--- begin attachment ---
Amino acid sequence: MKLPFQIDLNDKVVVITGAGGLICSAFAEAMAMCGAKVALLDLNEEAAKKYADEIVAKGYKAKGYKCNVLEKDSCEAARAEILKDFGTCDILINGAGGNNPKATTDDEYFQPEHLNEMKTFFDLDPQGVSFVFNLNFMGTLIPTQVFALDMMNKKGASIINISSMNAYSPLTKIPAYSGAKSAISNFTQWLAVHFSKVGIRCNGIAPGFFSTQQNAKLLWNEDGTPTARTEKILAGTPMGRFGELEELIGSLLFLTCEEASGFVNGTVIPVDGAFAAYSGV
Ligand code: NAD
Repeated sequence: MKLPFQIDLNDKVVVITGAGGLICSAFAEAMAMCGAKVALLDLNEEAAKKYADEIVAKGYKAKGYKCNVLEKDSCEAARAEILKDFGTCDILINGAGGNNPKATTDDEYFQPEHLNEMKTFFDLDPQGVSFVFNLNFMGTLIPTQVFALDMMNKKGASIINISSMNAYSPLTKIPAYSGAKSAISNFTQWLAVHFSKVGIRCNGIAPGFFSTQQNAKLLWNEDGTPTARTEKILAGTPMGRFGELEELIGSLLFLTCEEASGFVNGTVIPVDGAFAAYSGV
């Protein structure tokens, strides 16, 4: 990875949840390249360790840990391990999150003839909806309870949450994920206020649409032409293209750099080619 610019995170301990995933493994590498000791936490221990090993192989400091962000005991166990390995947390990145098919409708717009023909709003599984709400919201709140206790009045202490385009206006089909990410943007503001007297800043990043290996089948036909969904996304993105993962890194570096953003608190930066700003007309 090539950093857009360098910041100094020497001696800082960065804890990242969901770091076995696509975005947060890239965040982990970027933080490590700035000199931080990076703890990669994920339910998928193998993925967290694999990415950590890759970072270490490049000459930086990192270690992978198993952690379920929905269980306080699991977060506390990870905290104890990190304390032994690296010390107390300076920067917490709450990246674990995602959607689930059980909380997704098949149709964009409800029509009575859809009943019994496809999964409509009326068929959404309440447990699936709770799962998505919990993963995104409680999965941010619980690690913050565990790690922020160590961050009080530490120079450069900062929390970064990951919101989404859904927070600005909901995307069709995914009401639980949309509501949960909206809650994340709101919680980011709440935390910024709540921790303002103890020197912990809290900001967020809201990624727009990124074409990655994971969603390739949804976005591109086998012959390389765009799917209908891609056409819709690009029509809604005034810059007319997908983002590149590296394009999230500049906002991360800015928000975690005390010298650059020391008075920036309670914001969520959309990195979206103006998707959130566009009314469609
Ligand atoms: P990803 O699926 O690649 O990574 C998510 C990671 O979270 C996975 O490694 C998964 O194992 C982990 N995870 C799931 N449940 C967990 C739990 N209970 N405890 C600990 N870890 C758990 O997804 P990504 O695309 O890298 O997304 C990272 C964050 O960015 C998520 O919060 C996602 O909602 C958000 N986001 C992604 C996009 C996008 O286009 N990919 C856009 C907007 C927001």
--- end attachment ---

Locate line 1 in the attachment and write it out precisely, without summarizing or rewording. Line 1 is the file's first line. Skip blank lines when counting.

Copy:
Amino acid sequence: MKLPFQIDLNDKVVVITGAGGLICSAFAEAMAMCGAKVALLDLNEEAAKKYADEIVAKGYKAKGYKCNVLEKDSCEAARAEILKDFGTCDILINGAGGNNPKATTDDEYFQPEHLNEMKTFFDLDPQGVSFVFNLNFMGTLIPTQVFALDMMNKKGASIINISSMNAYSPLTKIPAYSGAKSAISNFTQWLAVHFSKVGIRCNGIAPGFFSTQQNAKLLWNEDGTPTARTEKILAGTPMGRFGELEELIGSLLFLTCEEASGFVNGTVIPVDGAFAAYSGV